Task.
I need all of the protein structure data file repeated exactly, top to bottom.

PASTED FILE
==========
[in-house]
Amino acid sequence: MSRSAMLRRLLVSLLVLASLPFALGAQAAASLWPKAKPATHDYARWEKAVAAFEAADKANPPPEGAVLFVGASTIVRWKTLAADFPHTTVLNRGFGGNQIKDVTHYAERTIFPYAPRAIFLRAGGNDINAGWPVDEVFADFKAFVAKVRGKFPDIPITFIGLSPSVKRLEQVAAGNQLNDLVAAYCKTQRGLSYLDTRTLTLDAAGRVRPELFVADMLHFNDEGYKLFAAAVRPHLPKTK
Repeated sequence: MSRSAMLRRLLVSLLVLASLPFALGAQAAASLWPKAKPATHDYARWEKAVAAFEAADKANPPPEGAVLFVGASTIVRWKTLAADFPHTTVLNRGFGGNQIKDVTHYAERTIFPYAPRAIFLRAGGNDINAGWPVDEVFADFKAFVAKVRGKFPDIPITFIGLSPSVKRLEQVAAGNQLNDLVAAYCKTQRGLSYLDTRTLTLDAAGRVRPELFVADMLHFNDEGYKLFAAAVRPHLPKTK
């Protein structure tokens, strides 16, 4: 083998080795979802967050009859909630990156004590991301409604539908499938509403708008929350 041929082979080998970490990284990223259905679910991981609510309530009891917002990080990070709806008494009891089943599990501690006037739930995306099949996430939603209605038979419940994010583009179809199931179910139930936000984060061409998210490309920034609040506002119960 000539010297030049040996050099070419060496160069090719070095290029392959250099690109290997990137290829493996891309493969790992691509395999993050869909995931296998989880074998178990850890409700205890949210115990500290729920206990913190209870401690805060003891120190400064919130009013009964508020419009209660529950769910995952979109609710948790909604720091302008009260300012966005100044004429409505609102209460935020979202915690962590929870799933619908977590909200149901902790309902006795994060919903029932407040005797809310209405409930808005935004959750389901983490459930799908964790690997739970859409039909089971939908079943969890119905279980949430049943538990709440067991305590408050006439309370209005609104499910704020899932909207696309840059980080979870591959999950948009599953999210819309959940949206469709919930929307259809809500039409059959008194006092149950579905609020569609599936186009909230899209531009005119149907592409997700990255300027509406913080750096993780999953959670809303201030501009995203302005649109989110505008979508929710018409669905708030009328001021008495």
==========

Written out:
[in-house]
Amino acid sequence: MSRSAMLRRLLVSLLVLASLPFALGAQAAASLWPKAKPATHDYARWEKAVAAFEAADKANPPPEGAVLFVGASTIVRWKTLAADFPHTTVLNRGFGGNQIKDVTHYAERTIFPYAPRAIFLRAGGNDINAGWPVDEVFADFKAFVAKVRGKFPDIPITFIGLSPSVKRLEQVAAGNQLNDLVAAYCKTQRGLSYLDTRTLTLDAAGRVRPELFVADMLHFNDEGYKLFAAAVRPHLPKTK
Repeated sequence: MSRSAMLRRLLVSLLVLASLPFALGAQAAASLWPKAKPATHDYARWEKAVAAFEAADKANPPPEGAVLFVGASTIVRWKTLAADFPHTTVLNRGFGGNQIKDVTHYAERTIFPYAPRAIFLRAGGNDINAGWPVDEVFADFKAFVAKVRGKFPDIPITFIGLSPSVKRLEQVAAGNQLNDLVAAYCKTQRGLSYLDTRTLTLDAAGRVRPELFVADMLHFNDEGYKLFAAAVRPHLPKTK
């Protein structure tokens, strides 16, 4: 083998080795979802967050009859909630990156004590991301409604539908499938509403708008929350 041929082979080998970490990284990223259905679910991981609510309530009891917002990080990070709806008494009891089943599990501690006037739930995306099949996430939603209605038979419940994010583009179809199931179910139930936000984060061409998210490309920034609040506002119960 000539010297030049040996050099070419060496160069090719070095290029392959250099690109290997990137290829493996891309493969790992691509395999993050869909995931296998989880074998178990850890409700205890949210115990500290729920206990913190209870401690805060003891120190400064919130009013009964508020419009209660529950769910995952979109609710948790909604720091302008009260300012966005100044004429409505609102209460935020979202915690962590929870799933619908977590909200149901902790309902006795994060919903029932407040005797809310209405409930808005935004959750389901983490459930799908964790690997739970859409039909089971939908079943969890119905279980949430049943538990709440067991305590408050006439309370209005609104499910704020899932909207696309840059980080979870591959999950948009599953999210819309959940949206469709919930929307259809809500039409059959008194006092149950579905609020569609599936186009909230899209531009005119149907592409997700990255300027509406913080750096993780999953959670809303201030501009995203302005649109989110505008979508929710018409669905708030009328001021008495």